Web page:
“It provides encouragement not only for the people we encounter, but also for us,” said Brown. “That was definitely something I experienced in the parishes, encountering the faith of so many people.”
At the start of the pilgrimage, Brown credited a number of others for prompting his discernment of the call to priesthood.
While Brown was in college and uncertain about his own beliefs, his father began attending daily Mass, and the impact was a noticeable one.
“When I came home the summer after my sophomore year at Penn State, my dad was transformed,” said Brown. “Instead of ‘Seinfeld’ and ‘Family Guy’ on television, it was now Mother Angelica and EWTN. That summer I was gifted with faith and greater understanding, and I felt at home in the church again.”
As a medical student a few years later, Brown was struck by the devotion and courage of a terminally ill patient.
“Nothing could be done to save her, and yet she was filled with joy,” he recalled. “She was both happy to be alive, and ready to die. I realized that the reason for that was her faith.”
Vocations are nurtured not in isolation but community, said seminarian Eric Tamney.
Now in his pastoral year, Tamney joined fellow riders for a question-and-answer session after the Aug. 7 holy hour at Nativity of Our Lord, during which he named 40 Hours eucharistic devotion as one of his favorite aspects of seminary life.
“It’s a super-awesome time of fraternity and prayer,” said Tamney.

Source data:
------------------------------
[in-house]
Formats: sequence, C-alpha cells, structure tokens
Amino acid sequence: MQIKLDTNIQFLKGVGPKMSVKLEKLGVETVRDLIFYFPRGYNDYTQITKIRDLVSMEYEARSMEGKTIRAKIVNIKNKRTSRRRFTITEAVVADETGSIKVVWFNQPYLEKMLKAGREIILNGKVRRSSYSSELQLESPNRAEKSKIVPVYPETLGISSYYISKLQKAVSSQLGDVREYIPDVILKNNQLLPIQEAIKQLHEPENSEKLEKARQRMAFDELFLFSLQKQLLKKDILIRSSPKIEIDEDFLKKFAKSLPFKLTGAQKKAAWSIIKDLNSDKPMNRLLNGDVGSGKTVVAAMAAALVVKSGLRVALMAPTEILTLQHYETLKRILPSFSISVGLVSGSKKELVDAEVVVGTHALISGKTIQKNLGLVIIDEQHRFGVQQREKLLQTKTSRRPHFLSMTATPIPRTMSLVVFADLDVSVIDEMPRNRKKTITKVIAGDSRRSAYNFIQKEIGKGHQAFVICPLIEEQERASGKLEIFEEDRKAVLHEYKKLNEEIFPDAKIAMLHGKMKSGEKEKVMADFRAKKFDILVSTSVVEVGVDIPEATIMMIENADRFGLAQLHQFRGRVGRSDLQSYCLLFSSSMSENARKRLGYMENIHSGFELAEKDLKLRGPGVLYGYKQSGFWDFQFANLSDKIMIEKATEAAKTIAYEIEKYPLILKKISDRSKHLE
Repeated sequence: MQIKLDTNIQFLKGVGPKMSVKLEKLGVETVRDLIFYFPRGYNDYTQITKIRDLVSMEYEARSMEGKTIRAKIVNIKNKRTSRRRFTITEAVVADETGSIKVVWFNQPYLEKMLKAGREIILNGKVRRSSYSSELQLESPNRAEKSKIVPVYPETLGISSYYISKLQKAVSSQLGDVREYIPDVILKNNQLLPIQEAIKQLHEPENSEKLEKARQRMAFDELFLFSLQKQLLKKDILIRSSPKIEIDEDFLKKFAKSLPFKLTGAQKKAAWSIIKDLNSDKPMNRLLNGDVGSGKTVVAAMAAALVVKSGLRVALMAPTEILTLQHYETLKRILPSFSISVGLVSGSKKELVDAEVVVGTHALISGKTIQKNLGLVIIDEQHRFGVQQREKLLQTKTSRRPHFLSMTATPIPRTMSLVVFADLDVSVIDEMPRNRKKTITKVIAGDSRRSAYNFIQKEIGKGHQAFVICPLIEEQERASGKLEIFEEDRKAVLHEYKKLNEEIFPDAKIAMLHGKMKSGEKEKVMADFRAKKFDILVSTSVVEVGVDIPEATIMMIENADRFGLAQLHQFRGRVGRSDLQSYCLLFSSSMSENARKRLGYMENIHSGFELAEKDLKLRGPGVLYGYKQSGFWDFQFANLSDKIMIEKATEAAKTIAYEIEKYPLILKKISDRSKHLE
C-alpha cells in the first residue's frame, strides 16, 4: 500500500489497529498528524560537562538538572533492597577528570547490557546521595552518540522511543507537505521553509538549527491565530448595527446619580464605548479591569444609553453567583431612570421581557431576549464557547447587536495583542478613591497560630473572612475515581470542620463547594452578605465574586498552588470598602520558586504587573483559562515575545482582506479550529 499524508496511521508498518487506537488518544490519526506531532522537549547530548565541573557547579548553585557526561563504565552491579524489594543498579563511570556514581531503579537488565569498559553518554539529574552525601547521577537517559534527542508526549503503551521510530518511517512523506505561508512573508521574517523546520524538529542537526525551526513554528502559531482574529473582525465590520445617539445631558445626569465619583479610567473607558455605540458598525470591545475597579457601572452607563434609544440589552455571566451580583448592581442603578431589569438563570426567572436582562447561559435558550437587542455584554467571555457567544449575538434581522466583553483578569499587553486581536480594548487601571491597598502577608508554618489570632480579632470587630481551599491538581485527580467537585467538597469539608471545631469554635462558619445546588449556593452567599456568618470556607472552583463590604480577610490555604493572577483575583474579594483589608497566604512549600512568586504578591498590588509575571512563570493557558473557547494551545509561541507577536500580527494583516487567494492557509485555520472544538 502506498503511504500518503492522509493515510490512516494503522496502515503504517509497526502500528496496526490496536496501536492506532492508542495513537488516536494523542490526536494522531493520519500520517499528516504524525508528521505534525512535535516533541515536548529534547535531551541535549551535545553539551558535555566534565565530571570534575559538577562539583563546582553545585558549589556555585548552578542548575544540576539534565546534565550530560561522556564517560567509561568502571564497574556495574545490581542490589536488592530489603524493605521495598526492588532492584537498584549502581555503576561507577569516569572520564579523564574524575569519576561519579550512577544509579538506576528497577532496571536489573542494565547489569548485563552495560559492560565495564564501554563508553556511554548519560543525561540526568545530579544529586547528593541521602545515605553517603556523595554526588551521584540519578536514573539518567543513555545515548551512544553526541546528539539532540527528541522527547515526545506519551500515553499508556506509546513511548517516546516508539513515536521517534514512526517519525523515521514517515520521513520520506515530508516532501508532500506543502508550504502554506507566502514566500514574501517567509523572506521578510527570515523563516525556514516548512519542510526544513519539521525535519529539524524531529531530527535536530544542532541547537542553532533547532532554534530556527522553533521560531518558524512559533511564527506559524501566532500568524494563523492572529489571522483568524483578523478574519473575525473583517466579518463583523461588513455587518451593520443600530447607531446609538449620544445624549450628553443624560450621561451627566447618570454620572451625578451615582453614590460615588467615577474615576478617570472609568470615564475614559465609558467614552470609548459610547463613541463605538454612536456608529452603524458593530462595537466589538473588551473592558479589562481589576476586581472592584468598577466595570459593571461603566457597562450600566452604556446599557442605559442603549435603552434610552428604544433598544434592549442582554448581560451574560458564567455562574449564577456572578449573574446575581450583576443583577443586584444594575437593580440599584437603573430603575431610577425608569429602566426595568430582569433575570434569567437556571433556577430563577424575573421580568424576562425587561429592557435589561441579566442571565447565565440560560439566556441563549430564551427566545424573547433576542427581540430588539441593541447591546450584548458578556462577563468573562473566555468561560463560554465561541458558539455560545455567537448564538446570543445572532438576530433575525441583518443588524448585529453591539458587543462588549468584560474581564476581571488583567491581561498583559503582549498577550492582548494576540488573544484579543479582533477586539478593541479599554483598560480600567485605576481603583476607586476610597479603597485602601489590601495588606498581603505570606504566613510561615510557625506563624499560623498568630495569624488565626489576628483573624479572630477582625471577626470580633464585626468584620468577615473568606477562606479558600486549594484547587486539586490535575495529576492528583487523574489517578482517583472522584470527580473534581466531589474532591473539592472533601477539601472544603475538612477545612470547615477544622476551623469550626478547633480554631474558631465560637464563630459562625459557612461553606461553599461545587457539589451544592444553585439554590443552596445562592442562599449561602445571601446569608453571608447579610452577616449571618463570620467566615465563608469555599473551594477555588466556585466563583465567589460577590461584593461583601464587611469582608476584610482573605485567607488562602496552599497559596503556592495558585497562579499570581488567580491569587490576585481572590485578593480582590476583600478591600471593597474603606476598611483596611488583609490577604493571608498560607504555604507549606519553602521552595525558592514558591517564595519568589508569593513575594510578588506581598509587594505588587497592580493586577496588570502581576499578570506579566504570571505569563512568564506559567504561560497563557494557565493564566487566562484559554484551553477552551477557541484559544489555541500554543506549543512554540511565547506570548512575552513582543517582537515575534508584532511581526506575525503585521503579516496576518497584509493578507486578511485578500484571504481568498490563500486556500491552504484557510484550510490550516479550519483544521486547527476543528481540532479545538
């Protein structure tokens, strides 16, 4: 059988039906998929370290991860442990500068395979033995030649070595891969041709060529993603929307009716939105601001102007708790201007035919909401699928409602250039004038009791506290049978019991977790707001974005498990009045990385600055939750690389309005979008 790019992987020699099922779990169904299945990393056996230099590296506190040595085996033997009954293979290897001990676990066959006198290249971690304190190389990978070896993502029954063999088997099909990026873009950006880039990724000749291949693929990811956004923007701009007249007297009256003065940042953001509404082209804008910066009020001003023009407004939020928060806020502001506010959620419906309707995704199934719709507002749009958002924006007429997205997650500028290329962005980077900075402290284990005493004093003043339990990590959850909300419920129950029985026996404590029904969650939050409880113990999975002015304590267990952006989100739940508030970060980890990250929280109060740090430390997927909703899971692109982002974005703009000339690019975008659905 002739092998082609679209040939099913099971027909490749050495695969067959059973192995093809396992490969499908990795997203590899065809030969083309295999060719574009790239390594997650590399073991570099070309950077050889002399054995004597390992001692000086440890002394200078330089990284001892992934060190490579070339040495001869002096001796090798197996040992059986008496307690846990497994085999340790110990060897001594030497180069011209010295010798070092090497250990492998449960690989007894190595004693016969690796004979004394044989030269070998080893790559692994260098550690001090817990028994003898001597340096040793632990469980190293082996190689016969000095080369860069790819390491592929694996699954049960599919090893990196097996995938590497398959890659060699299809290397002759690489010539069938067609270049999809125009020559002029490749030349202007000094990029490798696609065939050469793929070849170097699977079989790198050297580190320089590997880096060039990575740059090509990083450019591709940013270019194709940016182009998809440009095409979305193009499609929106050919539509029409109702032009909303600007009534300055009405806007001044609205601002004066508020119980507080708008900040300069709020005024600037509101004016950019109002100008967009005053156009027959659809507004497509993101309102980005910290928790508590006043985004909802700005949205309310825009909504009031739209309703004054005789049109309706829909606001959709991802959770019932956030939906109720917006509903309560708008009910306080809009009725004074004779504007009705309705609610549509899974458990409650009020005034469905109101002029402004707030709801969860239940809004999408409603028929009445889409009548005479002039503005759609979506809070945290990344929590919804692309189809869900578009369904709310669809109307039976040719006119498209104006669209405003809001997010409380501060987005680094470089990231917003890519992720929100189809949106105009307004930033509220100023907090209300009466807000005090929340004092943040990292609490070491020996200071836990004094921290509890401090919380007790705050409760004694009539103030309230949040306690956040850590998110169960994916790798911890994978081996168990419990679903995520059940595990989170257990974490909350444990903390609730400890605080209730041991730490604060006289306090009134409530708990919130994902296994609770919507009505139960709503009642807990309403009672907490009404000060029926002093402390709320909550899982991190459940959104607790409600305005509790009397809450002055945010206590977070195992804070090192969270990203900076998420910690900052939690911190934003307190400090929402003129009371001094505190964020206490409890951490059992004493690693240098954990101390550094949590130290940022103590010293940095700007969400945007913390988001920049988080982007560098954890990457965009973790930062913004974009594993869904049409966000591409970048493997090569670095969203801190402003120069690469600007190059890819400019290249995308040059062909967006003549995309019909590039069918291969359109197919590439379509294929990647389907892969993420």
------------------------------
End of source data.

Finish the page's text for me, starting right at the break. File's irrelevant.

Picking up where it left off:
Seminarian Augustus DeSimone added that preparedness was essential to both the pilgrimage and to any ministry.
“You always have to be ready when a need arises,” he said. “You never know whose hands are needed on deck.”
In DeSimone’s case, one necessary pair of hands belonged to an archdiocesan-area Knight of Columbus, who supplied the seminarian with a bike after a frustrating and fruitless online search.
On the pilgrimage’s website, DeSimone recounted that God “had a bike planned all along, despite my doubts, fears and anxieties.”
In the same way, he continued, “we ourselves so often struggle and doubt about what God’s will is for our lives … but in the end, if we persevere in our search, we will find something that far surpasses our expectations.”
Noting that neither the COVID-19 pandemic nor Tropical Storm Isaias had deterred the seminarians from “Biking for Vocations,” Bishop Senior said that the pilgrimage was “really reflective of endurance.”
“It’s about perseverance in doing the will of God, which we all know involves the cross, sacrifice and not giving up,” he said. “That means not giving up on God’s love for us, and not giving up on seeking to do his will, no matter what the circumstances are.”
As the two teams of riders concluded their journey Aug. 9 at the Cathedral Basilica of SS. Peter and Paul, Archbishop Nelson Pérez reflected that the miles covered symbolized the call of priesthood.
“In many ways, the priesthood is a ride,” said Archbishop Pérez, who along with a group of young adults welcomed the seminarians with a chorus of cowbells. “It’s an adventure with God.”